Money and Main Street

The new jobless

Could this be you? The recession is throwing millions out of work. What the new jobless class can tell you about what it's like out there.

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By Jennifer Reingold, senior writer

akratochvil_three_a.03.jpg
Ison, Scales, and Philpot (from left) were skilled workers in a devastated American industry: auto parts.

(Fortune Magazine) -- The numbers are staggering, especially because the tallies are being measured in human beings: Caterpillar (20,000 layoffs), Alcoa (15,000), Boeing (10,000), Pfizer (8,300), and tens of thousands more. The toll of jobs lost in the United States since the recession began is heading toward three million.

Unlike previous downturns, this one is not confined to the tech or manufacturing sectors. It is the Equal Opportunity Recession, winding its way into every corner of the economy.

To put faces on the numbers, Fortune interviewed dozens of jobless people across the country. They are old and young, rich and poor, from rural Maine and urban California. They are your neighbor or your nephew. Or they are you.

They may be from radically different backgrounds, but these job seekers have a few things in common: frustration, fear - and resilience. They want to work. They have treated unemployment as a full-time job in itself because they have learned that in the end, they have only themselves to rely on. Here are their stories.

Where the people feel like spare parts

Annette Ison, 48, Barbara Philpot, 50, and Michele Scales, 52, of Dayton

In her final weeks as an assembly-line worker, Barbara Philpot spent an entire summer just sitting and waiting for her time to run out. "My last day was Aug. 31, 2007," recalls Philpot, a 22-year factory veteran, "but they had already closed down the facility. All we did was sit in an auditorium and sleep or play cards. It was depressing. They gave us a lunch our last day for everybody who was still there, a fried-chicken lunch. Who wants a piece of chicken when you know your demise is coming? I'd rather have had the $5 it cost."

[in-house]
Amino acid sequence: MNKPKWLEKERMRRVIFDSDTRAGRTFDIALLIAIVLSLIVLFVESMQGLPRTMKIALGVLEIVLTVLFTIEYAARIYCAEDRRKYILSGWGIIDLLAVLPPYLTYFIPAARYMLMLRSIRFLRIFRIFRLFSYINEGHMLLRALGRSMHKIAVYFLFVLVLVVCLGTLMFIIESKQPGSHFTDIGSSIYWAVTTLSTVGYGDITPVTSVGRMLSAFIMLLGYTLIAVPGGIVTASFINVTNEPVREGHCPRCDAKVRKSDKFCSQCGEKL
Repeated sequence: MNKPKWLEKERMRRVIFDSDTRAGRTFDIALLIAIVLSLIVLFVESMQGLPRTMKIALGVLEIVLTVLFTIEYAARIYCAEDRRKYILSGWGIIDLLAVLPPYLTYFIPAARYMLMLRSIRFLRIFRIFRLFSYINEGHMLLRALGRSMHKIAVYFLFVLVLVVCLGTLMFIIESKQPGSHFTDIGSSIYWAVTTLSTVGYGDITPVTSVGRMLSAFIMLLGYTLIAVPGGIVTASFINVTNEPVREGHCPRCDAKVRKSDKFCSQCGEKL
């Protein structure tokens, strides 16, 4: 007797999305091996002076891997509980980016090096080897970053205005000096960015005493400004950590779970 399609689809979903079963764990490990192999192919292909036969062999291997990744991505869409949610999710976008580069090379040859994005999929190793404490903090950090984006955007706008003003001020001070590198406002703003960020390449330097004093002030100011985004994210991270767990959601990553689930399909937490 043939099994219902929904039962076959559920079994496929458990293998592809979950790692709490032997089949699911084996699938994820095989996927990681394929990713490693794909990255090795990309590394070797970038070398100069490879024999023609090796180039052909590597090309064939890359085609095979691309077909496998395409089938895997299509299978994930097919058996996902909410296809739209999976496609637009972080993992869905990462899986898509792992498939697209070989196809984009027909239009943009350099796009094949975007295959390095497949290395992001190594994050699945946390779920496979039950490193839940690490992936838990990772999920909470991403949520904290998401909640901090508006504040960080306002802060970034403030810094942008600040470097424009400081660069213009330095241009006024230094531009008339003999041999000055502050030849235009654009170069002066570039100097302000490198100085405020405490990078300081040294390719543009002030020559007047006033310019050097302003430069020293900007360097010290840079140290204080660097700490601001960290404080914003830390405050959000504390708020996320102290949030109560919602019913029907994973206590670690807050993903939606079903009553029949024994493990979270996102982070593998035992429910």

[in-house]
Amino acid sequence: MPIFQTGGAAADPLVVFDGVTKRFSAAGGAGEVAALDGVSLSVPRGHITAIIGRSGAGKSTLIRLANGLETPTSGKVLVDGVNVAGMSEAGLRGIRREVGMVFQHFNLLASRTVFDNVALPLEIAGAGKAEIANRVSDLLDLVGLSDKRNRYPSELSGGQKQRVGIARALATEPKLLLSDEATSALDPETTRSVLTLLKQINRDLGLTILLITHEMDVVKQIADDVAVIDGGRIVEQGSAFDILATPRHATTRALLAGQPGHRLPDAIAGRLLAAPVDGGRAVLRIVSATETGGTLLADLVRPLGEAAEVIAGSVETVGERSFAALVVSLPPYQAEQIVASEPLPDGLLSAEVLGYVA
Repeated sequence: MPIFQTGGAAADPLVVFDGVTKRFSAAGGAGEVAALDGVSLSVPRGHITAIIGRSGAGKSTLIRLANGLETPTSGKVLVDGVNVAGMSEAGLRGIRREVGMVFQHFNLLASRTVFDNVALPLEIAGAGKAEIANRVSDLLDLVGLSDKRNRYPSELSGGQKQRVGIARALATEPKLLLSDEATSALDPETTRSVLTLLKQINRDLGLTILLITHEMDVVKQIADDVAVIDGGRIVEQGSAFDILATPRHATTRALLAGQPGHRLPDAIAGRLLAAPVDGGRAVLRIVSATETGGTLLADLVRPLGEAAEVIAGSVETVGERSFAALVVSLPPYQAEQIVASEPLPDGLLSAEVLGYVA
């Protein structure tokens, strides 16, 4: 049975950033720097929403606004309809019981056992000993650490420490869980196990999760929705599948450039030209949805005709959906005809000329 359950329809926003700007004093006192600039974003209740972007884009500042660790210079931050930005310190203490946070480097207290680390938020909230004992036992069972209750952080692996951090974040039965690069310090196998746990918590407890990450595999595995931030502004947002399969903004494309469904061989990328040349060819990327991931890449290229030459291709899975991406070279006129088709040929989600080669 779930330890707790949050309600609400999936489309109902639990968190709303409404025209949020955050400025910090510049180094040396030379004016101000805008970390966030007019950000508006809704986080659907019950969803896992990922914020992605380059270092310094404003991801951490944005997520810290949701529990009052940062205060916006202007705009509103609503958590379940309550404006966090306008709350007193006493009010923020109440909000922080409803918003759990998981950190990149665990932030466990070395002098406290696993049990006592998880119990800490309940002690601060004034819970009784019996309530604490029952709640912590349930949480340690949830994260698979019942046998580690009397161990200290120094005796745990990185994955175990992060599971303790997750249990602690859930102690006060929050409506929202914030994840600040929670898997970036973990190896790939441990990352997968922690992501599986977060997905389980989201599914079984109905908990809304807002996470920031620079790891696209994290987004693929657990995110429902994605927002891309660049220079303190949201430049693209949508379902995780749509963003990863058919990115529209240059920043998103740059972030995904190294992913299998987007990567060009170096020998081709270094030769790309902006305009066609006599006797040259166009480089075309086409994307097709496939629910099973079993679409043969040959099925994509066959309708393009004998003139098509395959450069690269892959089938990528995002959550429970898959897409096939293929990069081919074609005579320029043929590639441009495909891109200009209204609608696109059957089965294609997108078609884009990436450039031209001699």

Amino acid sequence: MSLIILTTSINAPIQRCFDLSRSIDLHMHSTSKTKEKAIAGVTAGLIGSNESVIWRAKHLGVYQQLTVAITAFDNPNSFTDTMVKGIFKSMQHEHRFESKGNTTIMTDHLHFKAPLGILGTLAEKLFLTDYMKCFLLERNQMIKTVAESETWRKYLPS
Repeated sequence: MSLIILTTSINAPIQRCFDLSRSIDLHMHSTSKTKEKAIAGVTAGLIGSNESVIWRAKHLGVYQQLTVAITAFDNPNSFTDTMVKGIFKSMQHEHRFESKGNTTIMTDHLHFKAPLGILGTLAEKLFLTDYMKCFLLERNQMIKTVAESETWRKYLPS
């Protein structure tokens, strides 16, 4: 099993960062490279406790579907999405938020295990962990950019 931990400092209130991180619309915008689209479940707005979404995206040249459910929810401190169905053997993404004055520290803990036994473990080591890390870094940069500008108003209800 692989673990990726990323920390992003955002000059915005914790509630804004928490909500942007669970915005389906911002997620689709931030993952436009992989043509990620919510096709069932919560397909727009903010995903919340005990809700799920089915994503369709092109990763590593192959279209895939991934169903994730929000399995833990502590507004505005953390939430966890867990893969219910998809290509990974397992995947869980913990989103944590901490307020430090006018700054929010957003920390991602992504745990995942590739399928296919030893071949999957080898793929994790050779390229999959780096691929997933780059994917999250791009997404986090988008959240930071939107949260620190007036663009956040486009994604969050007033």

Philpot and her former co-workers Michele Scales and Annette Ison had collectively spent almost six grimy but gratifying decades in the factories of Dayton, where they worked for auto-parts maker Delphi (spun off from GM in 1999). Philpot ran a giant welding machine, Ison worked on the line, and Scales had just finished training to be a factory plumber. They never thought they'd be the last of their families to work at the plants, but GM's decline accelerated more quickly than anyone imagined. In 2005, Delphi filed for bankruptcy protection. By the fall of 2007 the three women were spare parts.

"Dayton has always been an automotive city," says Ison, "but it's becoming a dried-up town." In Moraine, the suburb where the three women worked, the community is ebbing as well. Thirty-year-old family restaurants are closing. Foreclosure signs are spreading like cracks in a sidewalk. The women still feel resentment from others who remember when Delphi was part of the GM (GM, Fortune 500) gravy train. "I get so tired of people thinking that because you worked at GM, life is so great," says Philpot. "Life is a day-to-day struggle now. I used to love my job. I wish every day I wake up that I could punch my clock and do my eight hours. I never, ever dreamed it would end up like this."

Former Delphi union employees do have some benefits. With unemployment and supplemental pay, they'll receive health care and about 70% of their hourly wages until 2010. They also get money to go to school. But there have been misunderstandings, particularly about the terms of the severance. All three women mistakenly thought they were entitled to more money. They didn't understand that they had to go to school to keep collecting unemployment, and didn't know there would be restrictions on what they could study. Bad enough they'd been laid off. Now they had to take midterms?

"The last time I was in school I had ovaries," says Scales, who has undergone 21 surgeries in the past five years due to complications from a mastectomy and hysterectomy. Scales had just finished her training in May 2007 when she was told she'd have to help pack up the company's equipment. "I shipped my job to Mexico," she says. Scales' experience is in industrial, not residential, plumbing, and she says there are no industrial jobs out there. Now she's hoping to land a management position in plumbing by completing an associate's degree. Unable to get funding for that, Scales took out a student loan. "I'm in foreclosure. I don't know how long I can stay in my house. That's another thing that makes it hard to study. I feel like my life is depending on this." -- By Joan Caplin

Next: A career counselor takes his own advice  To top of page

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